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PATER WARD COMMIT- j TEES.i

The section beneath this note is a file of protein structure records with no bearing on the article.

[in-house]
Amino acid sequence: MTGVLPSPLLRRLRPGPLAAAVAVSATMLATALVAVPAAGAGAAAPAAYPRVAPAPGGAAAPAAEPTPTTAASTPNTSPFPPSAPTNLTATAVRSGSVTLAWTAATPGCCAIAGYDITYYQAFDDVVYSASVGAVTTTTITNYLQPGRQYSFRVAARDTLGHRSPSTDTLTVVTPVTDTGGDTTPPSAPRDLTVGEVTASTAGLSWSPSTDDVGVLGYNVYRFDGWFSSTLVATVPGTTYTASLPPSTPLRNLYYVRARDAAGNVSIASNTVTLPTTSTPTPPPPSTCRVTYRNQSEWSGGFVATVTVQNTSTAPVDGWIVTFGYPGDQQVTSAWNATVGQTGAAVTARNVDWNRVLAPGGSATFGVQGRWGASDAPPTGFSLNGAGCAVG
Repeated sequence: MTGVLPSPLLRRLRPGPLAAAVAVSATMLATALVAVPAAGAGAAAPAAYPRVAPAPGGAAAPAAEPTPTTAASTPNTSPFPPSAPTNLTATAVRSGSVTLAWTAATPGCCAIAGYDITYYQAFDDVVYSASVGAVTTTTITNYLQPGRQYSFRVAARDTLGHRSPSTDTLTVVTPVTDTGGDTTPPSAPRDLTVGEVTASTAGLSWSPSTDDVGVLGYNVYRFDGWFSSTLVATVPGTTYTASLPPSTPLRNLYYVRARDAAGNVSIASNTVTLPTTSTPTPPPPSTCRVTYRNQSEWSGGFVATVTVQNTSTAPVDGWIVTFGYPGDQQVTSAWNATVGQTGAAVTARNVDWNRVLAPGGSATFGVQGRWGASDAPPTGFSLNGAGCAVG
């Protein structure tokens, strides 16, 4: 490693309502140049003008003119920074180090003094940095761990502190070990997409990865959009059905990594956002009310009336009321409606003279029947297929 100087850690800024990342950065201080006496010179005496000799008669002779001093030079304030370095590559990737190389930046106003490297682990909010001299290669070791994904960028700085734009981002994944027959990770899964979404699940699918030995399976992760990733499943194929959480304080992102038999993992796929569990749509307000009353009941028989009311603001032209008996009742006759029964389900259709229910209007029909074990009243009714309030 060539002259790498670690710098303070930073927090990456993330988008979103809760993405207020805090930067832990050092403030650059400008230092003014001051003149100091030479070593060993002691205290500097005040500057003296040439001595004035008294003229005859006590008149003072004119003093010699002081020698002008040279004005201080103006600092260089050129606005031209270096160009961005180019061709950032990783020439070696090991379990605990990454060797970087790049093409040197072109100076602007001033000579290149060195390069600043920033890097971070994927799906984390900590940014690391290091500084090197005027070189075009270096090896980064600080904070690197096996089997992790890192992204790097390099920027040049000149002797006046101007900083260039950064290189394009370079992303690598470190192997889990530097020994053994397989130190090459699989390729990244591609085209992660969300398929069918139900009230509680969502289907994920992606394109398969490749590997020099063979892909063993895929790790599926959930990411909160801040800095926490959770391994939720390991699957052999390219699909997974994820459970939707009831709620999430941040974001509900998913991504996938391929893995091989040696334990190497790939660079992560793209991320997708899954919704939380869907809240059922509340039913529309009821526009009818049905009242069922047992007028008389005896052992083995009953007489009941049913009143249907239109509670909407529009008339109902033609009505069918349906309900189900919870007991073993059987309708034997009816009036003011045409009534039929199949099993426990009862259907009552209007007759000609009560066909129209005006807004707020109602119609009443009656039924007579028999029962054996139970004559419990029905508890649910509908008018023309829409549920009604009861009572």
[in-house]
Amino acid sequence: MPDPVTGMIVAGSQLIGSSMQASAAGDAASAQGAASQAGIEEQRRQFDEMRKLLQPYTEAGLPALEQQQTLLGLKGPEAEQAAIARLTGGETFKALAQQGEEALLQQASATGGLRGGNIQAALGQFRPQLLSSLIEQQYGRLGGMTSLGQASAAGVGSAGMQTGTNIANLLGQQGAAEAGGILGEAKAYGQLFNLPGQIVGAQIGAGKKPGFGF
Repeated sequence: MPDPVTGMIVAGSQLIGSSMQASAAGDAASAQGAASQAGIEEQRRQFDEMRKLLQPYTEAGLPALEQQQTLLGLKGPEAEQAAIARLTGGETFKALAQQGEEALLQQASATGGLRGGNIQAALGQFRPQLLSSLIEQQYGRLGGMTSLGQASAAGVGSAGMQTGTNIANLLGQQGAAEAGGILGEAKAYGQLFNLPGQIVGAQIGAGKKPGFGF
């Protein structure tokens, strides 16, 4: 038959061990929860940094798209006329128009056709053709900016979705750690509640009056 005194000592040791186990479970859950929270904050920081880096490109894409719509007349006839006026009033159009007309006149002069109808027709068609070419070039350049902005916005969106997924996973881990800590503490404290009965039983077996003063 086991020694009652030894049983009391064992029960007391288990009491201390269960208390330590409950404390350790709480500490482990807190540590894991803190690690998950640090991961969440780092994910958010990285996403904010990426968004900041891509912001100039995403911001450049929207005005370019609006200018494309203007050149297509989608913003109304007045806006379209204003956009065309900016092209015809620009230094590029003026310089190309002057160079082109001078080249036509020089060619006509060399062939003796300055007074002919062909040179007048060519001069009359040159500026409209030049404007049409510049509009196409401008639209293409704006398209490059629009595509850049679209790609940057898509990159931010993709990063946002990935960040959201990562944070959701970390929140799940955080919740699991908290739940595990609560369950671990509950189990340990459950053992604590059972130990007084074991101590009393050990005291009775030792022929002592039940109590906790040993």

PEMBROKE DOCK CHORAL SOCIETY.